[EDITORIALS]Neglecting online securityIt has been discovered that documents can be easily forged on the government “e-service” program, by using a simple manipulation program. The e-service system is an online civil affairs service that the government had enthusiastically invested in; now it has proven to be greatly flawed. While it is fortunate that the government has decided to shut down the service for the time being, it is astonishing to find that such a big mistake had been made.
The time it took to download the manipulation program in a demonstration at last week’s National Assembly inspection of the Ministry of Government Administration and Home Affairs was a mere 5 seconds. It took only 10 minutes to produce a fake resident registration document with the program. Even a middle-school student could use the program to forge documents, making this quite embarrassing for the government. Since its establishment in 2003, the government’s Web site, which allows the public to have 21 kinds of civil documents issued without having to visit a civil affairs office, has issued more than 2.5 million documents. With a steady increase in the number of users, the system issued about 200,000 documents per month this year, making it likely some were fabricated documents.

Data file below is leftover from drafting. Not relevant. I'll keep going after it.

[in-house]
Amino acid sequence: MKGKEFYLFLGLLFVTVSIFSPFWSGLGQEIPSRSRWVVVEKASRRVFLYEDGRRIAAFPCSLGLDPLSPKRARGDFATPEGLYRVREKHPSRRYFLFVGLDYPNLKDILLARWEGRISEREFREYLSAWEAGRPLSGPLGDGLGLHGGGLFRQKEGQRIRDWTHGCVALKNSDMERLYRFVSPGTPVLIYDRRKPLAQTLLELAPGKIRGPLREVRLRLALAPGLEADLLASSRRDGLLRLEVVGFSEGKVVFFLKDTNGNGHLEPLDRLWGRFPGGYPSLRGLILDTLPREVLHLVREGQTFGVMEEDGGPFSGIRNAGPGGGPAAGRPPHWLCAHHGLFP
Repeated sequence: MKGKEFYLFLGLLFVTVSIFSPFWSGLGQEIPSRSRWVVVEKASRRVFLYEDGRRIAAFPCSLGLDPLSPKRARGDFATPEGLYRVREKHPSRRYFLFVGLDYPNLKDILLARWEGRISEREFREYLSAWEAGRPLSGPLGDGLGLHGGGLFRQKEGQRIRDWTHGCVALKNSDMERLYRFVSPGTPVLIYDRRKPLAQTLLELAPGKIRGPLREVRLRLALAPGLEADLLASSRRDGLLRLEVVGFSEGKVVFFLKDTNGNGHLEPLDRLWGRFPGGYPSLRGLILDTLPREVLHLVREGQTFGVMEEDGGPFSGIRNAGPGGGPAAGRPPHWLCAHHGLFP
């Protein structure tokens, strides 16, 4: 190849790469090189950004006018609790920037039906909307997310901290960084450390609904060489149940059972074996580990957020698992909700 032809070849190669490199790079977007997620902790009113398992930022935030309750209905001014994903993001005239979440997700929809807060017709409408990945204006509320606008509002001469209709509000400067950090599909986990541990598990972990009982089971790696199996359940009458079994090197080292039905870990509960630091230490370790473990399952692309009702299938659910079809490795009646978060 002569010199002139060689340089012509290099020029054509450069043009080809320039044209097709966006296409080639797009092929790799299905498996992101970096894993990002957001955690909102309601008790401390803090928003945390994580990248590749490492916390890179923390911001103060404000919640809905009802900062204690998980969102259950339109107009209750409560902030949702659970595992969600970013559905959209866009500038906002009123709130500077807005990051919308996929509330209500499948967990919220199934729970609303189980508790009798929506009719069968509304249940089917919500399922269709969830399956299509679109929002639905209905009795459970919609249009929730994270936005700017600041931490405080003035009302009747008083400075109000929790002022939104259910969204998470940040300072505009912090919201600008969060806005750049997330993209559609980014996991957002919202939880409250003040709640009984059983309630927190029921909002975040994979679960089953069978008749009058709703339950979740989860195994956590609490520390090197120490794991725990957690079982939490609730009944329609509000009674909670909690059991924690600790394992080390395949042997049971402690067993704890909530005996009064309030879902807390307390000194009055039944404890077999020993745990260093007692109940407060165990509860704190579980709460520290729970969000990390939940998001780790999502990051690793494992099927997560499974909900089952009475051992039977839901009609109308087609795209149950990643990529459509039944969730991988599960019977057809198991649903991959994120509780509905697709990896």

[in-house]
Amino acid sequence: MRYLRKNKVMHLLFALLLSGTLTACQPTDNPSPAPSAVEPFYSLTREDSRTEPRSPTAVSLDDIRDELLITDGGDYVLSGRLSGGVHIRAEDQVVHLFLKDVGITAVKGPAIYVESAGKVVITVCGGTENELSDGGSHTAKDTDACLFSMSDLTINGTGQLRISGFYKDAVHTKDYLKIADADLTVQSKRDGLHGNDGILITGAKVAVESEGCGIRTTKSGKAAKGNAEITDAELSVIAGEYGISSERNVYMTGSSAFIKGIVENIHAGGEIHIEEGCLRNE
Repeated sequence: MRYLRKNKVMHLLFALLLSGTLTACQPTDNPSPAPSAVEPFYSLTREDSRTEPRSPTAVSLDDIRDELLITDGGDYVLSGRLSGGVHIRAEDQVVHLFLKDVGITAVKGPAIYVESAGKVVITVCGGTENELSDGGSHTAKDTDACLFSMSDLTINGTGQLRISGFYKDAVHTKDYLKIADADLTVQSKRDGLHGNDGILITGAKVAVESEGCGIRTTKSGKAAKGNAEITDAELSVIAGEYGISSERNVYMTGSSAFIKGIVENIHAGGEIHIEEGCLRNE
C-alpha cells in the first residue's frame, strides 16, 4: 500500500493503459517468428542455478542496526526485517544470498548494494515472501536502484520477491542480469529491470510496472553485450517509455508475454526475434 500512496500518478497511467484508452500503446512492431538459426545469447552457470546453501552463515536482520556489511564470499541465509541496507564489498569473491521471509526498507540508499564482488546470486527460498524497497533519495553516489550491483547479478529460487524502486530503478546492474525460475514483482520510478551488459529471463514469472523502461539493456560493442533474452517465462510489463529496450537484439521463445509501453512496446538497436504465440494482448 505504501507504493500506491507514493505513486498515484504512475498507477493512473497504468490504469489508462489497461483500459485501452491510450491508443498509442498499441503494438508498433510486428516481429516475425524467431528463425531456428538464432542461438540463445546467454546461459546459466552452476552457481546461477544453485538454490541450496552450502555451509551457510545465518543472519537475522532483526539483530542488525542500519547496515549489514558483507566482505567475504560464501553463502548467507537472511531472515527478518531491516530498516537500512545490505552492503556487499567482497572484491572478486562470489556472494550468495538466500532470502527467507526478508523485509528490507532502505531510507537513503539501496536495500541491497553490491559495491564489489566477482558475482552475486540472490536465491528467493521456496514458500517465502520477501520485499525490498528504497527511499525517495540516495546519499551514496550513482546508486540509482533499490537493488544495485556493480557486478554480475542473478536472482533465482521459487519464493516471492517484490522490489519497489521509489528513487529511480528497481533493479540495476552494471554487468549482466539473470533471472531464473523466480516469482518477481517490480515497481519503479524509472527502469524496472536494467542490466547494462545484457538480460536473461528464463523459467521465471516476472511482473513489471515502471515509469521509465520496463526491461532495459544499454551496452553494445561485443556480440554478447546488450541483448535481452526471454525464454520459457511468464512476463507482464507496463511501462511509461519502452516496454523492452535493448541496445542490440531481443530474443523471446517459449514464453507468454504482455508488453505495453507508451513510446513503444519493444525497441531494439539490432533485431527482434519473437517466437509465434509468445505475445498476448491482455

What’s more serious is that the administration had no idea that such a flaw existed until the inspection by the National Assembly. Is this acceptable of the world’s supposedly fifth-most-efficient online government? Moreover, the government’s e-service site was shown to be vulnerable to attacks, as hackers could easily see the contents that people typed by using a “keyboard logger” spyware program. This site is connected to 76 government agencies, including the presidential secretariat. How could its security have been so lax?
The government has been investing a large amount of its budget and human resources into the building of an e-government system since the 1980s, with the goal of providing convenience to the public and transparency in government administration. According to the e-government roadmap, some 800 billion won ($776 million) will be spent on 31 projects by 2007. However, if the system is going to be vulnerable to hackers and the privacy of innocent civilians compromised, it will only damage the government’s reputation and produce innocent victims. The government should conduct an overall inspection of its e-government system and establish a plan for its security.